From left, Annie Shultz, Brian Scott and AIF moderator Frank Sesno, director of the School of Media and Public Affairs at George Washington University.
Ag advocates keep their thumbs on the industry’s hottest and most controversial issues on their blogs, Twitter and elsewhere around the web.
GMO-free Cheerios! Frankencorn! Livestock crammed with antibiotics and hormones! If you’ve spent any amount of time online, you know the Internet often treats controversial farming topics with the same sensitivity as a bull in a china shop. Misinformation abounds.
"A lot of information readily available online is not in favor of ag," says Annie Shultz, a Kansas mother of three better known online as "Mama Dweeb." Shultz was one of three panelists on-hand at the Bayer CropScience Ag Issues Forum, ahead of the 2014 Commodity Classic in San Antonio. The panel of bloggers, which also included Indiana farmer Brian Scott (writer of "The Farmer’s Life") and Illinois farm wife Emily Webel (writer of "Confessions of a Farm Wife"), addressed how farmers and consumers can better find common ground.
Farmers account for less than 2% of the population, and the bloggers say they each became interested in sharing their voices online after hearing various misconceptions about how a modern farm actually operates.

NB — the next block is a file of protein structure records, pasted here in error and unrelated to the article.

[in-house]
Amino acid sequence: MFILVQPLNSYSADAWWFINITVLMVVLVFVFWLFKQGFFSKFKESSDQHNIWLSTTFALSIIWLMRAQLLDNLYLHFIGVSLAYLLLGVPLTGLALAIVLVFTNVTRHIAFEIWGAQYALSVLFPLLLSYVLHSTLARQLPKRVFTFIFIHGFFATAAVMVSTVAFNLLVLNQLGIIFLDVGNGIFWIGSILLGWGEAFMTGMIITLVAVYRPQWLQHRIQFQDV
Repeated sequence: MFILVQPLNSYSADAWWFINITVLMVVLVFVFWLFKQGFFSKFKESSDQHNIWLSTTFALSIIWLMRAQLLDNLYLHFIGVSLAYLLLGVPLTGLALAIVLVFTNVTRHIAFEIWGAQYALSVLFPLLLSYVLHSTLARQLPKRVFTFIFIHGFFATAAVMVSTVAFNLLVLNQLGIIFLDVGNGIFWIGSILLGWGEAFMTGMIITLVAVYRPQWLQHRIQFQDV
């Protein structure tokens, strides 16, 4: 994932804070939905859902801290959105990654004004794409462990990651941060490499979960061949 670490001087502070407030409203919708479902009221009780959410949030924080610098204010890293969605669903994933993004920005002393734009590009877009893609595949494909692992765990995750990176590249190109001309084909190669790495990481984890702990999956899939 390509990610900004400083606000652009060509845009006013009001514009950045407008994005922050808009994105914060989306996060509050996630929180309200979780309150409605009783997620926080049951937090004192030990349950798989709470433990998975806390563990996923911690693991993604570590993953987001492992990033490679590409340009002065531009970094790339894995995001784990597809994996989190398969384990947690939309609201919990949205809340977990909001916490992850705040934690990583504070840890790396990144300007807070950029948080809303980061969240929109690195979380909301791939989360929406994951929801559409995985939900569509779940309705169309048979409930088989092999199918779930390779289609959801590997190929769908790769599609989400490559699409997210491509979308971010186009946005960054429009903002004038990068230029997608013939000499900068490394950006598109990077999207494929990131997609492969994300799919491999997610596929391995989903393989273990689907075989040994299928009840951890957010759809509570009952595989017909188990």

"People don’t have any idea of the level of technology we’re using," Scott says. "They expect overalls and pitchforks, but they have no idea the level of stuff we’re working on."
Scott says some people are even taken aback when he shows them how he uses iPads, precision ag and other technology on his farm.
"I’ve had people tell me I’m out of touch with the land," he says. "But I tell them you still have to put your boots on the ground and your hands in the dirt."
Webel says because so much dialogue around agriculture happens online, it’s important to her to participate in those conversations and show daily life on her family’s farm.
"I just try to make it real," she says. "I want it to be shared as my perspective. I want them to know what’s going on our farm is not the same thing as you see on HSUS."
Shultz adds that a direct, honest approach not only encourages constructive dialogue, it also has helped grow her leadership.
"I grow my audience by meeting those hard topics head on, but in a graceful way," she says. "I try to encourage people to talk, and that’s my goal – to get them talking."
And people are talking – each of these bloggers has readership that is measured by the thousands. Here are a few tips the panel offered for those interested in starting their own blog and engaging with a consumer audience online:
• Be brief when possible – it makes your blog easier to read quickly and easily on mobile devices
• Ask someone why they feel a certain way (example: modern farming is just a bunch of factory farms) instead of lecturing them.
• Share photos of your farm. Many urban Americans have never set foot on a farm.
• Don’t just keep preaching to your own choir. Reach out to hear other perspectives.
• On the other hand, learn the difference between who wants to engage in constructive conversation and who just wants to "stir the pot." Don’t feed the trolls.
"Just keep telling your own story," Scott suggests.